Gauguin writes that during their nine weeks together he and Van Gogh chatted about the sensational criminal investigations in the news, especially those of two foreigners in Paris: Prado (alias Linska de Castillon), and Enrico Pranzini, a flashy and charismatic young man from Egypt whose case had triggered an immense scandal several months before. Both Prado and Pranzini proclaimed their innocence unwaveringly.
The murder trials of foreigners held great significance in a historical context teeming with populist xenophobia, particularly, as in these two cases, when the suspects were accused of killing high-class Parisian prostitutes. At the time, France was in a fevered state over the perception that violent crime rates were on the rise and immigrants were to blame for it. Although this notion had no basis in fact, its corrosive effects were already apparent in the descriptions of Prado and Pranzini, both of whom had led migratory lives, as “cosmopolitan adventurers,” shapeshifting infiltrators, and serial seducers.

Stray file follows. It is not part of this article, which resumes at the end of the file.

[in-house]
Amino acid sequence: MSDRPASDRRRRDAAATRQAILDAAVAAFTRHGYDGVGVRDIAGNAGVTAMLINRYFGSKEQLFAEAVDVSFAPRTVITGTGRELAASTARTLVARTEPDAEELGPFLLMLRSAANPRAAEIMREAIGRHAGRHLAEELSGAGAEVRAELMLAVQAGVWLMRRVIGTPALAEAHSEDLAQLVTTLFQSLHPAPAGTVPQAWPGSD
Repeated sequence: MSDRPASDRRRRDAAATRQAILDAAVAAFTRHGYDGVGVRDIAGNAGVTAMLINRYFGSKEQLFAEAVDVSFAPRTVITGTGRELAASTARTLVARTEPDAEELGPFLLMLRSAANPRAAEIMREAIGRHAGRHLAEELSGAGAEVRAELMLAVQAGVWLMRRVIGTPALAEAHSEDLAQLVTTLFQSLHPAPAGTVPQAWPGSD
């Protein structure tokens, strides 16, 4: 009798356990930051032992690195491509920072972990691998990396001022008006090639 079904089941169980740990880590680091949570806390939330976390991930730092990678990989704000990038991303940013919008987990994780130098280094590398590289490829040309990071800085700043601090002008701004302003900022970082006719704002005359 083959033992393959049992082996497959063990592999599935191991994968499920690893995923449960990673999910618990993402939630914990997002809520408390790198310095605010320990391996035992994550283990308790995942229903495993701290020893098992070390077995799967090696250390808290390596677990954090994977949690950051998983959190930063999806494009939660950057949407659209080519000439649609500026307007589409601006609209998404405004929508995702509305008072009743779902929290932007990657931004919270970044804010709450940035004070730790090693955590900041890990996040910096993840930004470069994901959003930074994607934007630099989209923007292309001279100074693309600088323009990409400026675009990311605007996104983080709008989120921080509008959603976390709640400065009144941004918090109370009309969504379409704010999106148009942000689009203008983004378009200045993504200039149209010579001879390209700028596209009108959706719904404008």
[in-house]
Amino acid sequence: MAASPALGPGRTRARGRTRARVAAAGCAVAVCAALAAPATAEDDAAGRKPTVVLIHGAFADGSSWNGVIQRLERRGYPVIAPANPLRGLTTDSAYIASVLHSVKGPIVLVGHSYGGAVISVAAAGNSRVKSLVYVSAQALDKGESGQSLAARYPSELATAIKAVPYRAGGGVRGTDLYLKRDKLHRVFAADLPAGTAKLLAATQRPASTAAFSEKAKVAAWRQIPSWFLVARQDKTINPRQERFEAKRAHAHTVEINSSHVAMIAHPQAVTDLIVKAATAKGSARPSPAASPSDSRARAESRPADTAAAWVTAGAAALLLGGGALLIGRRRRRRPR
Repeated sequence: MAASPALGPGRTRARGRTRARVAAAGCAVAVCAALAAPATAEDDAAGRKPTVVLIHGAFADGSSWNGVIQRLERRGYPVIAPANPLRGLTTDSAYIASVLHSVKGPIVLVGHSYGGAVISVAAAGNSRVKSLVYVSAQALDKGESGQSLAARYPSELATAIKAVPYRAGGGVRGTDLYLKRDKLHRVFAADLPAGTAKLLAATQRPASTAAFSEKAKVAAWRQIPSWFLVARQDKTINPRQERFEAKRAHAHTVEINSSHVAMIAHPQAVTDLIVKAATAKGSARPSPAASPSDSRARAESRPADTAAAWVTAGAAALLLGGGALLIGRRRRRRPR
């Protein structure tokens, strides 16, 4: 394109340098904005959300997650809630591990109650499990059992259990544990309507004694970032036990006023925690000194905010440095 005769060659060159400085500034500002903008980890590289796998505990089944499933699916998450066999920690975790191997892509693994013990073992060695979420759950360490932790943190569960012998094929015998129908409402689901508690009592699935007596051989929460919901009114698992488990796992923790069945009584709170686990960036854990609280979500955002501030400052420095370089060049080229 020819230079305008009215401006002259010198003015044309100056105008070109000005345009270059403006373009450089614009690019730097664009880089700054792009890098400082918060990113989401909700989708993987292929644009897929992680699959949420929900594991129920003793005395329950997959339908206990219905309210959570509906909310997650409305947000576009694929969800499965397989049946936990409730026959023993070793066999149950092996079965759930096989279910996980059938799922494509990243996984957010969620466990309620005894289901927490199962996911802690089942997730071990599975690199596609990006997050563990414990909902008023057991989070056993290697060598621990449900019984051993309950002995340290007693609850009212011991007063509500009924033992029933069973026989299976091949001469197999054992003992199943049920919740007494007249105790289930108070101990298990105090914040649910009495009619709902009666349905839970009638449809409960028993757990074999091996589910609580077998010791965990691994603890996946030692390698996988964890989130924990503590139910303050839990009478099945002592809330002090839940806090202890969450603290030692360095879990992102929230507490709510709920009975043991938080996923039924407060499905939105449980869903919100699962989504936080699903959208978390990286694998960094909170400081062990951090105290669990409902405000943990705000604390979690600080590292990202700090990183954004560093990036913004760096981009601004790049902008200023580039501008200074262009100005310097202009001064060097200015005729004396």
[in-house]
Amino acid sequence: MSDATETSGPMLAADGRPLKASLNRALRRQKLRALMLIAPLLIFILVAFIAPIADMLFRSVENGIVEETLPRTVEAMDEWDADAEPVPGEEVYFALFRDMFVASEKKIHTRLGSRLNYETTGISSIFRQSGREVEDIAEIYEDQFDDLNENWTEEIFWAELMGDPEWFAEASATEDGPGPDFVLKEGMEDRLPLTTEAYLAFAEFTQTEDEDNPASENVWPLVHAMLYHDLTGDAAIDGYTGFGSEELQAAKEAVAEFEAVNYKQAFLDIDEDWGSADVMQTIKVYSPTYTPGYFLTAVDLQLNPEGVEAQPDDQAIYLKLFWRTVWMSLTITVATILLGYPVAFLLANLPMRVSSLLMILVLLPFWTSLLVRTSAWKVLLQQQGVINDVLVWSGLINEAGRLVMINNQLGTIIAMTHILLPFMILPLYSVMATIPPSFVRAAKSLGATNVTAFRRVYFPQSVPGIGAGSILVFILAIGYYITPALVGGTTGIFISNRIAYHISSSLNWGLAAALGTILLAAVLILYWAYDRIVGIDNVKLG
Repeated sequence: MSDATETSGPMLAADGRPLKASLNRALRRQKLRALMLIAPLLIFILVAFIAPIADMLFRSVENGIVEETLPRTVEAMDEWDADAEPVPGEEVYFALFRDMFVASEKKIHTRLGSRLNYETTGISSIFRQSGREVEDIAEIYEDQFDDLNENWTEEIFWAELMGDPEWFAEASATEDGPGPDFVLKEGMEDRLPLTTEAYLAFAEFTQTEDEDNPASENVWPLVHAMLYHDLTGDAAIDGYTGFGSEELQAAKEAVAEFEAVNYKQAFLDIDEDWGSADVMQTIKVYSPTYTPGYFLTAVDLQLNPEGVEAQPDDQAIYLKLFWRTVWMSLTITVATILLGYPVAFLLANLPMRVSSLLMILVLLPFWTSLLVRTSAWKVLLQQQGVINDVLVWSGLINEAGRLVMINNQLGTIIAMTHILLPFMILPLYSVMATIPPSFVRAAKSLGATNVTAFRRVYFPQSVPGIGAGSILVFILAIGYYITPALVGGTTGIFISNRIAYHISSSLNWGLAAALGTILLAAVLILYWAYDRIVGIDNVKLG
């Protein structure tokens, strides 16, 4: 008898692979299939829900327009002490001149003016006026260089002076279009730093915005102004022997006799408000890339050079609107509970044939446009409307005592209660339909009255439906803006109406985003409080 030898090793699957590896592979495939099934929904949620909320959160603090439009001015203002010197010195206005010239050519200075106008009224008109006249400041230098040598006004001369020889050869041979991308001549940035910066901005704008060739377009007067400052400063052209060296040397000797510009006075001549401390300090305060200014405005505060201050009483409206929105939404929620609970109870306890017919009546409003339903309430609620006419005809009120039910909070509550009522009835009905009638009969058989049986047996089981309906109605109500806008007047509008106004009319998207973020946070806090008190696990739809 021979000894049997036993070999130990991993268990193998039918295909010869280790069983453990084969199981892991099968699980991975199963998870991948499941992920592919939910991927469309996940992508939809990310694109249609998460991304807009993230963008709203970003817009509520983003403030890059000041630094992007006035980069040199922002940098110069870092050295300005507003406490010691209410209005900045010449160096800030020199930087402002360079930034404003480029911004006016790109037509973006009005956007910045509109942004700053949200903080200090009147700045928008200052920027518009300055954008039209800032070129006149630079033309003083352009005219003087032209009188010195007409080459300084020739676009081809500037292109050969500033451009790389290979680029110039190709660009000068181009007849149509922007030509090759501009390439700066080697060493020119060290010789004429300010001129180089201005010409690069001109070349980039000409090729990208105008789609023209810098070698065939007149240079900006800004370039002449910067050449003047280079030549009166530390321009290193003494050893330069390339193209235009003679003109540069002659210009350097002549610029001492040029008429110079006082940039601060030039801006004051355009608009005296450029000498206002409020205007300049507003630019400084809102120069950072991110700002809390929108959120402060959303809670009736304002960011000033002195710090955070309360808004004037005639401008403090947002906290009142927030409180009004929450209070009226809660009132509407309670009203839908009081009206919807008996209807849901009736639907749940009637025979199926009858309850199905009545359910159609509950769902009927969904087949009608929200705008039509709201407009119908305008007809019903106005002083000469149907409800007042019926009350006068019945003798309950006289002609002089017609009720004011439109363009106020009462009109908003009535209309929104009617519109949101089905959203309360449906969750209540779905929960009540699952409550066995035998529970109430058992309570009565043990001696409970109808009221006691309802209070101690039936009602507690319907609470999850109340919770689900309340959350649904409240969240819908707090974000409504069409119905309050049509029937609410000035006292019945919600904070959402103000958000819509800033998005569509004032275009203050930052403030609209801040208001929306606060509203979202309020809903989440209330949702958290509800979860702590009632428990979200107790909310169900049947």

For Gauguin, the outlaw colonial dimension of these cases was bound to be of interest. The stories that trailed Prado—probably apocryphal, but supposedly corroborated by South American immigrants in Paris—were of colorful adventures in Latin America. It was said that he was the son of a Peruvian general, and that he’d frolicked through the Caribbean. Partly as a result, Prado was slurred as a “rastaquouère,” a term that carried the suggestion of racial mixing.
Gauguin cultivated an edgy, colonial-outsider image; he liked to remind people of his “Indian origins.” In fact, as the Prado case neared its climax in the autumn of 1888, he gave Van Gogh a painted self-portrait in which he’d styled himself Jean Valjean of Les Misérables, but with a physiognomy of exaggeratedly exotic features.